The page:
In the days before mobile phones and the Internet, people would have to have conversations with their pets to keep themselves from going insane. That's how it is with the Monroes, a nuclear family with two young children, two careers, and two pets: a cat (Chester) and a dog (Harold).
And every day, when the family members head out of the house, they leave their pets unsupervised to indulge in their vices. Chester reads horror stories; Harold daydreams about food. Life is perfect.
Until the day the Monroes go to a Dracula film, and come home with a little fluffy bundle of a rabbit in a shoebox full of dirt.
Third time's the charm.
I managed to see both the previous installments of this movie series in theaters (Rise in 2011 and Dawn in 2014). Despite the fact that I went in intending to review these movies for Flayrah when both of them came out, I didn't.
The truth of the matter is that I got bored, and just couldn't be bothered to write anything.
So, I really should have reviewed those other two movies. But it helps that this is the first movie in the series I actually liked, though.
Rise and Dawn are not bad movies; they have a lot of positive qualities to them, but I never really liked them.
This review's lyrical headline comes from the Beatles' "A Day in the Life", and, yes, I'm making that a "thing"..
Since their origin in panels and meets at science fiction conventions of the 1980s, furry cons have grown in membership and popularity. Today, they are found on every continent except Antarctica (now there's a challenge). Anthrocon, the world's largest furry convention, welcomed 6,389 attendees in 2015.
Fred Patten's book is the most complete published work (OK, OK: it's the only published work) to cover the history and status of furry fandom get-togethers across the world.
A convention is differentiated from a more casual furmeet by elements including a committee, paid memberships, and a structured event schedule. Most cons last more than one day and take place in a hotel, convention centre, or sometimes camp site or youth hostel.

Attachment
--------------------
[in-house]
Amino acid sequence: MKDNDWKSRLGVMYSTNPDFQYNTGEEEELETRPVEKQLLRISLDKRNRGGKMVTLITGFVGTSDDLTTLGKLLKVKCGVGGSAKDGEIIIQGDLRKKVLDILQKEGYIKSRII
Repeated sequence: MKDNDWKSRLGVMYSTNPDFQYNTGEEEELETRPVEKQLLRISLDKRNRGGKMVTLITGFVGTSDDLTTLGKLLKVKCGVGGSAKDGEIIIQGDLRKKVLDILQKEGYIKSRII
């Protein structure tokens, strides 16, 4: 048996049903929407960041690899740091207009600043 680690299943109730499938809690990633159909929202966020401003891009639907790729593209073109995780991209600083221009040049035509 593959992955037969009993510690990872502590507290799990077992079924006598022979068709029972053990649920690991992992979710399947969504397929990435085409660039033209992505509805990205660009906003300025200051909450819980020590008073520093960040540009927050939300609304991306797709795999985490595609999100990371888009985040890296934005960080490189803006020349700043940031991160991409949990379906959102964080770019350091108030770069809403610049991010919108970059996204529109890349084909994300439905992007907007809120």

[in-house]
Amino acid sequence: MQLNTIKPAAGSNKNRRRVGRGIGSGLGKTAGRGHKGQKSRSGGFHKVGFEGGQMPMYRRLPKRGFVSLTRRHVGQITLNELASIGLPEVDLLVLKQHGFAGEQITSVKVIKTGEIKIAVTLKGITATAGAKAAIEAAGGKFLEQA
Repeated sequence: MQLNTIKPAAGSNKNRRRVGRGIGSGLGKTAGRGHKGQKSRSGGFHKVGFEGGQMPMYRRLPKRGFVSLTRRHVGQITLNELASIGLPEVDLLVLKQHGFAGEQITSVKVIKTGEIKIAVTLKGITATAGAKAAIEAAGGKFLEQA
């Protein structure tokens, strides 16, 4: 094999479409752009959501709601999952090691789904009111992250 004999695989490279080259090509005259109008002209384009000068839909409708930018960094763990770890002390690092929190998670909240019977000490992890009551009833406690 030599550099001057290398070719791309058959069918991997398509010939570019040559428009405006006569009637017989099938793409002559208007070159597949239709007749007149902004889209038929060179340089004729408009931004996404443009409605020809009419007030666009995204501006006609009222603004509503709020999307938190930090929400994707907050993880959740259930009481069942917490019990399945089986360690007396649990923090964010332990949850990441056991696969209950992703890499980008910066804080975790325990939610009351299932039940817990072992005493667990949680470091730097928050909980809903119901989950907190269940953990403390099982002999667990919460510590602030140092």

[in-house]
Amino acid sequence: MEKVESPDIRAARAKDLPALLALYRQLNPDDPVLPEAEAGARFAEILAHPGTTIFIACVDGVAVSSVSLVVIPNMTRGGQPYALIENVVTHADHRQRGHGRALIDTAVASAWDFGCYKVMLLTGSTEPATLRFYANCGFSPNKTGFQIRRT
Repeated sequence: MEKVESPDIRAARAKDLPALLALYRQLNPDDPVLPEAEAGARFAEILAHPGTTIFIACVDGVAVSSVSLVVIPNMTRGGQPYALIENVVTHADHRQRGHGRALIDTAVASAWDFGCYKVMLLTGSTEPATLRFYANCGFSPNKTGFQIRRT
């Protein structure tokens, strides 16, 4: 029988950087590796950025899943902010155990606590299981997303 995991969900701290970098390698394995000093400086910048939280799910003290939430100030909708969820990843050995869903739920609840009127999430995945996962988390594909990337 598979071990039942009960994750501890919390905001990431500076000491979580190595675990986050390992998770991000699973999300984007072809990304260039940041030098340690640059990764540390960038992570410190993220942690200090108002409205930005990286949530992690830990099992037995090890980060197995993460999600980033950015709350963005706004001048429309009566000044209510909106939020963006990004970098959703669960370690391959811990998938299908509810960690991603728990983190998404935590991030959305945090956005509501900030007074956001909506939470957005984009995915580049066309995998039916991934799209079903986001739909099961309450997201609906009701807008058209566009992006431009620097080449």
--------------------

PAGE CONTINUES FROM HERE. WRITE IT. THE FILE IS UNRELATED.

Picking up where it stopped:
Furry Event China (referred to henceforth as FEC) is a number of firsts for me with regards to attending a furry convention:
- The convention itself was held inside of an event space of a public mall rather than the usual convention center
- It was my first furry convention experience not of a Western demographic
- It was the first convention I attended outside of North America.
- Actually, it was my first furry convention at an event that wasn't called VancouFur
Given this, and an assortment of other differences we will be going over, it was definitely an experience that I will never forget.
Every dog has its day, but since the setting for this game takes place in a confined lab for the most part one wonders; was it ever really day and did this dog have it?
It's hard to say. On one hand, One Dog Story was a successfully-developed independent game that has a complete, playable, and coherent story. Coming in with no outside expectations, this game accomplishes what it set out to do. If played on its own, you may enjoy what it has to offer. Unfortunately, the game wears its inspiration upon its sleeve with how it was named. If you played Cave Story before this, you will come to realize that this spiritual successor did not add anything or modify the formula in any way that improves on its inspiration. In fact, the modifications seemed to make the game less enjoyable.
The Autumnlands is the creative result of writer Kurt Busiek and artist Benjamin Dewey, with help from colourist Jordie Bellaire and typesetter John Roshell and published by Image. Started in 2014, it is still in continuation with a recent release of a second volume.
The story revolves around the city of Keniel, one of seventeen great floating cities above the earth, resides a relatively peaceful community of anthropomorphic people living in a world of sorcery. In the eyes of Dunstan, a young bull terrier lad, life is going fairly well as he learns from his father to take on the family trade business.